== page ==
This detail adds even more stability to the whole paddle. You feel way less vibration than you do with a paddle that doesn't have this feature. It also boosts the sweet spot. You can really feel this with your shot consistency, even out toward the edge of the face.
This paddle has possibly the largest and most forgiving sweet spot of any advanced paddle I've tested.
Design and feel
I was very impressed with the look of the CRBN-2X. Just looking at it, you can tell it's engineered for performance. From the sleek and modern design, you know it's a premium paddle made with high-quality materials and tech.
Personally, I really like the aesthetic—no patterns, just a solid black face with minimal writing on it. It looks like a pro paddle.
So, how does it feel on the court? It's got a nice weight so you feel its strength. Right out of the box, you know this paddle packs a punch. That said, the CRBN-2X is lighter than the Hyperion, so you don't feel as weighed down as you can sometimes feel with that paddle.
At first, it was light enough to keep me quick and agile on the court. But after more usage, I did start to feel a bit of drag. This was probably due to the square shape, which is not the most aerodynamic. Plus, the slight heaviness didn't help. The handle also didn't have the same soft plush feel as the original CRBN. It felt a bit stiffer.
If you're an aggressive player, you'll love this paddle. It has great drive and I felt super confident hitting hard 3rd shot drives.
Serves with this paddle are awesome. Topspin serves were hard, deep, and consistent. You can swing hard and fast with little concern of the ball sailing wide or long.
The CRBN-2X is not known as a control paddle, but I did find it pretty good for control. In my first testing session, it played well up at the kitchen line, allowing for some really fast kitchen exchanges. I could routinely drop shots where I wanted and execute long dink rallies.
My short game didn't feel enhanced—just that it adequately complemented the strong power and spin. On my second testing, I did start to feel more stiffness and less control.
So, if you want more control, I'd recommend checking out the original CRBN Control Series or the Paddletek Tempest Wave II.
No flaws here. This paddle is the King of Spin. You'll get a ton of spin off the face, the kind that drops the ball in just when your opponents think it's going out.
In doubles play, I love to hit low, hard 3rd shot drives with tons of spin between my two opponents. At worst, the ball dips and they have a tough volley, which sets you up for an easy 5th shot drop from the transition zone.
At best, it dips and sails right through their paddles. I was able to execute this shot and get this set up over and over again with this paddle—all thanks to its big spin and consistency.
I saw huge improvements in my spin across the board, including my forehand drives, backhand flicks, and even one-handed backhand passing shots.
While the square head and foam walls have some drawbacks in the weight department, they do create a big sweet spot. This was one of the most forgiving premium paddles I've played with, and this includes the original CRBN paddles.
The sweet spot combined with the spin generation gave me control and forgiveness that complimented my power game really well.
This paddle skews a tad too heavy, but it does feel lighter in play than the JOOLA Hyperion. It packs a punch, but it still allows you to stay quick and agile for the most part.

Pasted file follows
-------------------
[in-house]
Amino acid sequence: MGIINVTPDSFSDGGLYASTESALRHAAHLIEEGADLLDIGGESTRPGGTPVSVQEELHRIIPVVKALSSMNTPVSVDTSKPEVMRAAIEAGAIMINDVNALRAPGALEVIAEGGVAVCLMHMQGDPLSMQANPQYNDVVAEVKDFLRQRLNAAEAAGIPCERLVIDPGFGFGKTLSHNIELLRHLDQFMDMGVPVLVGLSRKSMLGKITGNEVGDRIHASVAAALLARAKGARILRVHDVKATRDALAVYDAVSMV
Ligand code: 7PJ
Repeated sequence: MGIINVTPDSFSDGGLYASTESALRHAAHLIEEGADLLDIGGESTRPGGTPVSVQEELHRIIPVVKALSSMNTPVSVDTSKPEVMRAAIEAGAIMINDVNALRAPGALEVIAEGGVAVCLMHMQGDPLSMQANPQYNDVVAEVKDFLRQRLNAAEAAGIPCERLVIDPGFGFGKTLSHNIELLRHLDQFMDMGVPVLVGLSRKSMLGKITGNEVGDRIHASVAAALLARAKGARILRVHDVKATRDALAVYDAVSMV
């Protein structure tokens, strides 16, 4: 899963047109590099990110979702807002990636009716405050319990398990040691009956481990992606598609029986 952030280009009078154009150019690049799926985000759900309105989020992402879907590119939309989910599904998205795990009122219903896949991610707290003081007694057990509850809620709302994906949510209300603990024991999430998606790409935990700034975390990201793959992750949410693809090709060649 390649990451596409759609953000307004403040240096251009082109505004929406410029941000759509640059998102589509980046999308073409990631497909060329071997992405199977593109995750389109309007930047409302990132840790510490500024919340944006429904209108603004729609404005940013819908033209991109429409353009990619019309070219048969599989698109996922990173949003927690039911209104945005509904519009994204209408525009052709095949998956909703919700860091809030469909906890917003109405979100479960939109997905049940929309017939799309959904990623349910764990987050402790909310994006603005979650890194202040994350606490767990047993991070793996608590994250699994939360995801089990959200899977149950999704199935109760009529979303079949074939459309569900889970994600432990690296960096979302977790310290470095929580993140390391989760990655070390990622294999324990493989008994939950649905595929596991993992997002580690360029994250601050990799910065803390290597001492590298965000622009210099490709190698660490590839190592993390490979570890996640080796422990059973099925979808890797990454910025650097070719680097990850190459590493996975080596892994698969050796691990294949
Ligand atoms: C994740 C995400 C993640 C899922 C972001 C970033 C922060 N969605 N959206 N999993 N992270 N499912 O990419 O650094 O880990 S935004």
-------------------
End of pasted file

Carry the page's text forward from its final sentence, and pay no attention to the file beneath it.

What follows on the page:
I've heard some players saying that the grip is uncomfortable and too square-shaped. Personally, I didn't find it noticeable. It wasn't super impressive, and it didn't have a plush feel, but it wasn't bad either.
I would say it's a standard, quality grip that is strong, but not too comfy. You may end up using an overgrip for more comfort.
The unibody design is impressive. You can feel the sturdiness of this paddle, and I can already tell it'll outlast many of my other premium paddles. With a solid edge guard and the carbon running from top to bottom, I don't see this breaking or flexing easily.
There aren't any special aerodynamic features to speak of with the CRBN-2X. This shows on the courts too, with the square shape and slight heaviness slowing you down a little.
If you want something a bit zippier, try the ProKennex Kinetic Ovation Flight Paddle or the Selkirk Vanguard Power Air Invikta.
The CRBN-2X Power Series is currently available for around $229.99. That's for both the 14mm and 16mm core thickness paddles. This certainly isn't cheap, but this is a high-performance paddle, and I think that price is justified.
Value for money
When it comes to value, it really depends on what you're looking for. If you're at the intermediate-advanced level and play a big power and spin game, this is ideal for you. It'll elevate these aspects and help you advance, so the higher price is worth it. It's built to last too, so you'll get a lot of use for your money.
If you liked the Selkirk Power Air Invikta but found it a bit too poppy and unforgiving, the CRBN-2X Power Series is a great paddle choice for you. It offers just enough control to tame the power and spin. If you liked the JOOLA Hyperion CFS 16 but found it too heavy, this is also a great alternative.
For beginners and more casual players, the 2X is probably not worth the cost. You can find other paddles, like the Vatic Pro V7, that offer impressive spin and power at half the price.
If you're an intermediate who loves power and spin, this is currently my top pick for you. This and the CRBN-3X are my current go-to paddles. It packs a real punch and gets crazy impressive spin consistently. Shots land where you want them to, and you'll keep your opponents guessing.
If you prefer to play a soft control game, something like the Paddletek Tempest Wave II will suit you better.
The price might put some people off. But remember: this is an elite paddle and right up there with the Hyperion CFS 16 and the Engage Pursuit Ultra EX for long-lasting durability and premium materials.
Why not try it yourself and see if it improves your game?